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Opened 7 days ago

Last modified 3 days ago

#48842 new defect (bug)

Fix calculation error when resampling images before resizing in class-wp-image-editor-imagick.php

Reported by: azaozz Owned by:
Milestone: 5.4 Priority: high
Severity: normal Version: 4.5
Component: Media Keywords: 2nd-opinion needs-testing
Focuses: Cc:
PR Number:

Description

Seems there is a calculation error when resampling large images before resizing them to a much smaller sub-size. Looking at #33642 and [36700], the idea is to efficiently reduce the size of the original image before resizing by using ImageMagick's sampleImage().

However in some cases the resampled image may be larger than the original. Caused by doing the resampling when the destination image is about 1/3 of the size of the original, and using a (hard-coded) $sample_factor = 5, see https://core.trac.wordpress.org/browser/tags/5.3/src/wp-includes/class-wp-image-editor-imagick.php#L333.

Example: for an original image of 1000x500 and destination image of 300x150, the resampled source image will be 1500x750 (the $resize_ratio in this case is 0.09).

Attachments (1)

48842.diff (1.5 KB) - added by azaozz 7 days ago.

Download all attachments as: .zip

Change History (9)

#1 @azaozz
7 days ago

Looking at:

/*
 * To be more efficient, resample large images to 5x the destination size before resizing
 * whenever the output size is less that 1/3 of the original image size (1/3^2 ~= .111),
 * unless we would be resampling to a scale smaller than 128x128.
 */
if ( is_callable( array( $this->image, 'sampleImage' ) ) ) {
	$resize_ratio  = ( $dst_w / $this->size['width'] ) * ( $dst_h / $this->size['height'] );
	$sample_factor = 5;

	if ( $resize_ratio < .111 && ( $dst_w * $sample_factor > 128 && $dst_h * $sample_factor > 128 ) ) {
		$this->image->sampleImage( $dst_w * $sample_factor, $dst_h * $sample_factor );
	}
}

The reason the resampling is done is to make creating much smaller sub-sizes more efficient. It is still another "operation" on the source that takes time and server resources to do. If I understand the initial intentions correctly,

whenever the output size is less that 1/3 of the original image size

should be

whenever the resampled source size is less that 1/3 of the original image size

Then the $resize_ratio calculation should be done with $dst_w * $sample_factor and $dst_h * $sample_factor. This will also be inline with ...unless we would be resampling to a scale smaller than 128x128.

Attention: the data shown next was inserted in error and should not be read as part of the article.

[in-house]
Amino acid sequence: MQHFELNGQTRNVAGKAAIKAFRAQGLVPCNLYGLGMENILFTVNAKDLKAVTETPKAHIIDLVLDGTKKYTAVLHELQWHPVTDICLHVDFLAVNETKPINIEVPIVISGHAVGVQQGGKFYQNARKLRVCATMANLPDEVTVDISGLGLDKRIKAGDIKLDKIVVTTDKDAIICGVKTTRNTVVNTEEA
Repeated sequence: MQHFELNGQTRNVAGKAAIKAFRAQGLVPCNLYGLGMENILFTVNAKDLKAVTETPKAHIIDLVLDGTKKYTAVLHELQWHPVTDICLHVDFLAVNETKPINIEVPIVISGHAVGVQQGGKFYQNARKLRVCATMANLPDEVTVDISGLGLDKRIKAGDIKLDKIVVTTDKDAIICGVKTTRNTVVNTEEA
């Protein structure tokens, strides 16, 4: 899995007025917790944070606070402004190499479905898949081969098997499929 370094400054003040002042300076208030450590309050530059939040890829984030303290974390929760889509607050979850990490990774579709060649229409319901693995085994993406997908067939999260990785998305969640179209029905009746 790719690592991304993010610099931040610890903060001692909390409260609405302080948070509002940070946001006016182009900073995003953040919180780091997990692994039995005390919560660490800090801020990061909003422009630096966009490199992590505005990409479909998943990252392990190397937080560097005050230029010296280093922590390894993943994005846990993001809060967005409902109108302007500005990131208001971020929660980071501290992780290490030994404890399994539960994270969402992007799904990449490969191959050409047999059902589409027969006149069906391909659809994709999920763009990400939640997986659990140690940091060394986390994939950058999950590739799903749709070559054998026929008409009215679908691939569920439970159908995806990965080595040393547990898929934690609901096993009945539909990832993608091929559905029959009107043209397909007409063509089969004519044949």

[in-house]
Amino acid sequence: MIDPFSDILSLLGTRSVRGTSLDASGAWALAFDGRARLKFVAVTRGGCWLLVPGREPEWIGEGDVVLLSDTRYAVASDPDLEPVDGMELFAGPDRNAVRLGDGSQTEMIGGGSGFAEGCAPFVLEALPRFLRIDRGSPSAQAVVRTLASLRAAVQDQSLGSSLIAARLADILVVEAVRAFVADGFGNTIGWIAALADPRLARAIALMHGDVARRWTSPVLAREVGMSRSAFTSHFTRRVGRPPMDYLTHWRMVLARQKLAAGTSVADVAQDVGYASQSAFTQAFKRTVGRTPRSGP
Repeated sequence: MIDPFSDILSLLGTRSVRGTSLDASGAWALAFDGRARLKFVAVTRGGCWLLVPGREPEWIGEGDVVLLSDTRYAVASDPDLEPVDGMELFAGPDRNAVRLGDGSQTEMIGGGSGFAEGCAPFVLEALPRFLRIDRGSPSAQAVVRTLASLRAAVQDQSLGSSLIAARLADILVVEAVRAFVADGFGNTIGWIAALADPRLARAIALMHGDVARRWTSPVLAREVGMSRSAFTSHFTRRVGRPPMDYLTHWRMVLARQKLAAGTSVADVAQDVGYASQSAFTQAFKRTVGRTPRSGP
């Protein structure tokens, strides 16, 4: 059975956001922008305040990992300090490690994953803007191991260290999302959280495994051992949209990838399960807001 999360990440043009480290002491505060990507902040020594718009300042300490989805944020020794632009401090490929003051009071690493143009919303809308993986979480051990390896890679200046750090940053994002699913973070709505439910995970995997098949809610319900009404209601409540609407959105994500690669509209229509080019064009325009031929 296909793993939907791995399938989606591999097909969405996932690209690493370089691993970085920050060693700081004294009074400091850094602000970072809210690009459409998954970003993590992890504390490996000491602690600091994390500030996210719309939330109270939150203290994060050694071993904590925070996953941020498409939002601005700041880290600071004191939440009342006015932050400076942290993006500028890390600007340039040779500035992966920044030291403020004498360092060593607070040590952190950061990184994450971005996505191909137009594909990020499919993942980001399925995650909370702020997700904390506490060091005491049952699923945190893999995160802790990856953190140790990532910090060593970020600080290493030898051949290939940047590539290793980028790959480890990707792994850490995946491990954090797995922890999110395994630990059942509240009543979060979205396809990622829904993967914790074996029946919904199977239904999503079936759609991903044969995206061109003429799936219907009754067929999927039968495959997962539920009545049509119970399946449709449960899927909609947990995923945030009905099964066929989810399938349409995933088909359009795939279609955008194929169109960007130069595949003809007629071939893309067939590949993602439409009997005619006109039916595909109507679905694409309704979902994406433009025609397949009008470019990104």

@azaozz
7 days ago

#2 @azaozz
7 days ago

  • Keywords has-patch 2nd-opinion needs-testing added
  • Priority changed from normal to high

In 48842.diff: fix the calculation in WP_Image_Editor_Imagick::thumbnail_image() when resampling an image source before resizing it to a much smaller size.

With this change:

  • Resizing a 1000x500 image to 300x150 doesn't resample the source. The resampled image would be larger than the original: 1500x750, $resize_ratio is 2.25.
  • Resizing a 3000x1500 image to 300x150 doesn't resample the source. The resampled image would be half the size of the original, $resize_ratio is 0.25.
  • Resizing a 4800x2400 image to 300x150 resamples the source. The resampled image is less than 1/3 the size of the original, $resize_ratio is 0.09765625.

This seems like the cause for #48522 where the sample image (10315px) is up-scaled to 12800px before resizing it to 2560px.

Setting to high priority as this needs to be reviewed and committed asap :)

Last edited 6 days ago by azaozz (previous) (diff)

#3 follow-up: @vanyukov
5 days ago

@azaozz,

I think it's a bit wrong, at least, from the original intention. Images are upscaled up to smooth out the edges during resizing. If we have a 5x larger image - just skip resample and resize, if we don't - resample the original and then resize.

Resizing a 1000x500 image to 300x150 doesn't resample the source. The resampled image would be larger than the original: 1500x750, $resize_ratio is 2.25.

Exactly the point - we should resample the original to 1.5x the size.

Also, tetsted the above fix, and these sizes fail:

  • Resizing a 10315x7049 image to 150x150 does resample the source. The $resize_ratio is 0.0077361660674977. No need to resample, we have a huge original we can resize from.
  • Resizing a 10315x7049 image to 300x205 does resample the source. The $resize_ratio is 0.021145520584494. Same thing.
  • Resizing a 10315x7049 image to 2100x1435 does not resample the source. The $resize_ratio is 1.0361305086402

In my initial proposal, I've suggested having a dynamic $sample_factor. It doesn't have to be with do...while, but just not resample all the images to 5x size.

For example, 2100x1435 is just a bit off from being 5x smaller than 10315x7049.
(10315x7049)-(2100x1435*25) = 2627065, so we can just resample the original to x1.01791 the size and the resize from that image. Does that make sense?

Last edited 5 days ago by vanyukov (previous) (diff)

#4 in reply to: ↑ 3 @azaozz
5 days ago

Replying to vanyukov:

I think it's a bit wrong, at least, from the original intention. Images are upscaled up to smooth out the edges during resizing. If we have a 5x larger image - just skip resample and resize, if we don't - resample the original and then resize.